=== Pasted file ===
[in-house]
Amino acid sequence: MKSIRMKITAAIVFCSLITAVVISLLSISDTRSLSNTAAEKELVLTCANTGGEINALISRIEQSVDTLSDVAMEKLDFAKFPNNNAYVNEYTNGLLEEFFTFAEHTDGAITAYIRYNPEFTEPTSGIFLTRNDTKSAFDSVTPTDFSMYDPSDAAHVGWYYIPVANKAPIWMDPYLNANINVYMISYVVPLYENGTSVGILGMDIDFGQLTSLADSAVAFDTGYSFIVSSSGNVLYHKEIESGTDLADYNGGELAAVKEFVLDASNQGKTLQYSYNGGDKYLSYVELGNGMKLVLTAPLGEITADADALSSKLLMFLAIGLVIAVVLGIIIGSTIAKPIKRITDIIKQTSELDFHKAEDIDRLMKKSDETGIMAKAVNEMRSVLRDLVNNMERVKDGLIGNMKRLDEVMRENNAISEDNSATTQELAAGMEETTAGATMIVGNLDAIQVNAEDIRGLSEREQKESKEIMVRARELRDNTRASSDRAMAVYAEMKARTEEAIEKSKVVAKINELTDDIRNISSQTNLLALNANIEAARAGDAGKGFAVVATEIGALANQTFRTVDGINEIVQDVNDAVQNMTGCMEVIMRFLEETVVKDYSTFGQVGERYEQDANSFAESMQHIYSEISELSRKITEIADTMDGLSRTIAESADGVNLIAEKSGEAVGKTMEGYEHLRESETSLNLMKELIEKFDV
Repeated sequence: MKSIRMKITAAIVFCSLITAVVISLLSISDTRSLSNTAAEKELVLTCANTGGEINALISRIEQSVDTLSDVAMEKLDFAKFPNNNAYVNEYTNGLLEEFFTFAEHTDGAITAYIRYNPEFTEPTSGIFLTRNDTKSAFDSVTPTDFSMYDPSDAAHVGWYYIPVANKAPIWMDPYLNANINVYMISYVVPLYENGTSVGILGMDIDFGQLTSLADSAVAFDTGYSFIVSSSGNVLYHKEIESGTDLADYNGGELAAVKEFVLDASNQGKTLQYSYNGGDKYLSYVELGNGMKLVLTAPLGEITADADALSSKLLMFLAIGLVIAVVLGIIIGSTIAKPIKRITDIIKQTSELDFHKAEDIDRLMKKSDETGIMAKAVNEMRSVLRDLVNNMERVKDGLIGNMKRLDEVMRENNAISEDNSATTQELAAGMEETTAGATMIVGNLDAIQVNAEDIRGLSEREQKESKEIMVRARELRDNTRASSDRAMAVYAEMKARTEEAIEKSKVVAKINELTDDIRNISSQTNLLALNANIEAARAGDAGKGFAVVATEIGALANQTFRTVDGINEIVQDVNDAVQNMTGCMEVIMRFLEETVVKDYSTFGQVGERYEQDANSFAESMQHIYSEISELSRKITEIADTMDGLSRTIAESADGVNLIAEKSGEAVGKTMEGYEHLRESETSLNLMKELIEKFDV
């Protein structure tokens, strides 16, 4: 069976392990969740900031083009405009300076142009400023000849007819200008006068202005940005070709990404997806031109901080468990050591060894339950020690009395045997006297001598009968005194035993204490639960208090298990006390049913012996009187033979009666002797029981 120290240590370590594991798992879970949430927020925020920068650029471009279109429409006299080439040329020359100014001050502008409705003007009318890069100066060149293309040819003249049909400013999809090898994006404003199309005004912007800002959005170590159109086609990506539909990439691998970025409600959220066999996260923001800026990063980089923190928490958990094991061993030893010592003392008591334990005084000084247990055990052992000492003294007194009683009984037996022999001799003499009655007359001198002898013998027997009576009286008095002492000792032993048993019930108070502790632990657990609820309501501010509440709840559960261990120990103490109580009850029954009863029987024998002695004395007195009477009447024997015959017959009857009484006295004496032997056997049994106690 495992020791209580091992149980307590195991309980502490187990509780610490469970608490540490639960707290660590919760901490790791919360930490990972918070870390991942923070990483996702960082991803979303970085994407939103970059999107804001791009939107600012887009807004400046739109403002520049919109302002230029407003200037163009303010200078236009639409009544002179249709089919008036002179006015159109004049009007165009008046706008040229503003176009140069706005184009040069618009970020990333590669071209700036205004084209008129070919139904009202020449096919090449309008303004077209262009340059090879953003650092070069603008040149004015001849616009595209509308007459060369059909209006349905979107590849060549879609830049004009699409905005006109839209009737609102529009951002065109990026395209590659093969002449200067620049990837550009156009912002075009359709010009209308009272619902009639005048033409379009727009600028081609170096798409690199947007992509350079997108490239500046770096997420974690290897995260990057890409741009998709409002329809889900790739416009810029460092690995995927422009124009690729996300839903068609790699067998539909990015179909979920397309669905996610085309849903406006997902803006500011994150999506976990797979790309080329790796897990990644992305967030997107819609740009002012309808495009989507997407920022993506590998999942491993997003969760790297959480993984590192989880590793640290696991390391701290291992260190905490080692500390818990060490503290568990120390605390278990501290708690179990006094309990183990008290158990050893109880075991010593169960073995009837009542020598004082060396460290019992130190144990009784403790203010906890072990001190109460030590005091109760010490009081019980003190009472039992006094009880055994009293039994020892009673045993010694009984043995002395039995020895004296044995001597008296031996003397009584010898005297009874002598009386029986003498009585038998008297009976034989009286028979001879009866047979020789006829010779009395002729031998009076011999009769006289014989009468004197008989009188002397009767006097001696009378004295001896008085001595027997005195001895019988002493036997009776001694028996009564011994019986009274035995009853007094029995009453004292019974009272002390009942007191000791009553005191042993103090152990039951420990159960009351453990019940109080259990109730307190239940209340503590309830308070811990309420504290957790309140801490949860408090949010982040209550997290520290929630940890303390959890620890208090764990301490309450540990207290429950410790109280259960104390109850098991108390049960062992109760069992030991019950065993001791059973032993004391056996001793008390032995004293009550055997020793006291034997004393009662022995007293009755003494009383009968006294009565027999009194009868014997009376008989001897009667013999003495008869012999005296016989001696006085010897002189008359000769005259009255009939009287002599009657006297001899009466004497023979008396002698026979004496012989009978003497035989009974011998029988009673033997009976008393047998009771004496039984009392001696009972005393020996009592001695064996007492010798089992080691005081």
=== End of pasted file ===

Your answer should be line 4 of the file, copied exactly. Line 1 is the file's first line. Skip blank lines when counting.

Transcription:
């Protein structure tokens, strides 16, 4: 069976392990969740900031083009405009300076142009400023000849007819200008006068202005940005070709990404997806031109901080468990050591060894339950020690009395045997006297001598009968005194035993204490639960208090298990006390049913012996009187033979009666002797029981 120290240590370590594991798992879970949430927020925020920068650029471009279109429409006299080439040329020359100014001050502008409705003007009318890069100066060149293309040819003249049909400013999809090898994006404003199309005004912007800002959005170590159109086609990506539909990439691998970025409600959220066999996260923001800026990063980089923190928490958990094991061993030893010592003392008591334990005084000084247990055990052992000492003294007194009683009984037996022999001799003499009655007359001198002898013998027997009576009286008095002492000792032993048993019930108070502790632990657990609820309501501010509440709840559960261990120990103490109580009850029954009863029987024998002695004395007195009477009447024997015959017959009857009484006295004496032997056997049994106690 495992020791209580091992149980307590195991309980502490187990509780610490469970608490540490639960707290660590919760901490790791919360930490990972918070870390991942923070990483996702960082991803979303970085994407939103970059999107804001791009939107600012887009807004400046739109403002520049919109302002230029407003200037163009303010200078236009639409009544002179249709089919008036002179006015159109004049009007165009008046706008040229503003176009140069706005184009040069618009970020990333590669071209700036205004084209008129070919139904009202020449096919090449309008303004077209262009340059090879953003650092070069603008040149004015001849616009595209509308007459060369059909209006349905979107590849060549879609830049004009699409905005006109839209009737609102529009951002065109990026395209590659093969002449200067620049990837550009156009912002075009359709010009209308009272619902009639005048033409379009727009600028081609170096798409690199947007992509350079997108490239500046770096997420974690290897995260990057890409741009998709409002329809889900790739416009810029460092690995995927422009124009690729996300839903068609790699067998539909990015179909979920397309669905996610085309849903406006997902803006500011994150999506976990797979790309080329790796897990990644992305967030997107819609740009002012309808495009989507997407920022993506590998999942491993997003969760790297959480993984590192989880590793640290696991390391701290291992260190905490080692500390818990060490503290568990120390605390278990501290708690179990006094309990183990008290158990050893109880075991010593169960073995009837009542020598004082060396460290019992130190144990009784403790203010906890072990001190109460030590005091109760010490009081019980003190009472039992006094009880055994009293039994020892009673045993010694009984043995002395039995020895004296044995001597008296031996003397009584010898005297009874002598009386029986003498009585038998008297009976034989009286028979001879009866047979020789006829010779009395002729031998009076011999009769006289014989009468004197008989009188002397009767006097001696009378004295001896008085001595027997005195001895019988002493036997009776001694028996009564011994019986009274035995009853007094029995009453004292019974009272002390009942007191000791009553005191042993103090152990039951420990159960009351453990019940109080259990109730307190239940209340503590309830308070811990309420504290957790309140801490949860408090949010982040209550997290520290929630940890303390959890620890208090764990301490309450540990207290429950410790109280259960104390109850098991108390049960062992109760069992030991019950065993001791059973032993004391056996001793008390032995004293009550055997020793006291034997004393009662022995007293009755003494009383009968006294009565027999009194009868014997009376008989001897009667013999003495008869012999005296016989001696006085010897002189008359000769005259009255009939009287002599009657006297001899009466004497023979008396002698026979004496012989009978003497035989009974011998029988009673033997009976008393047998009771004496039984009392001696009972005393020996009592001695064996007492010798089992080691005081």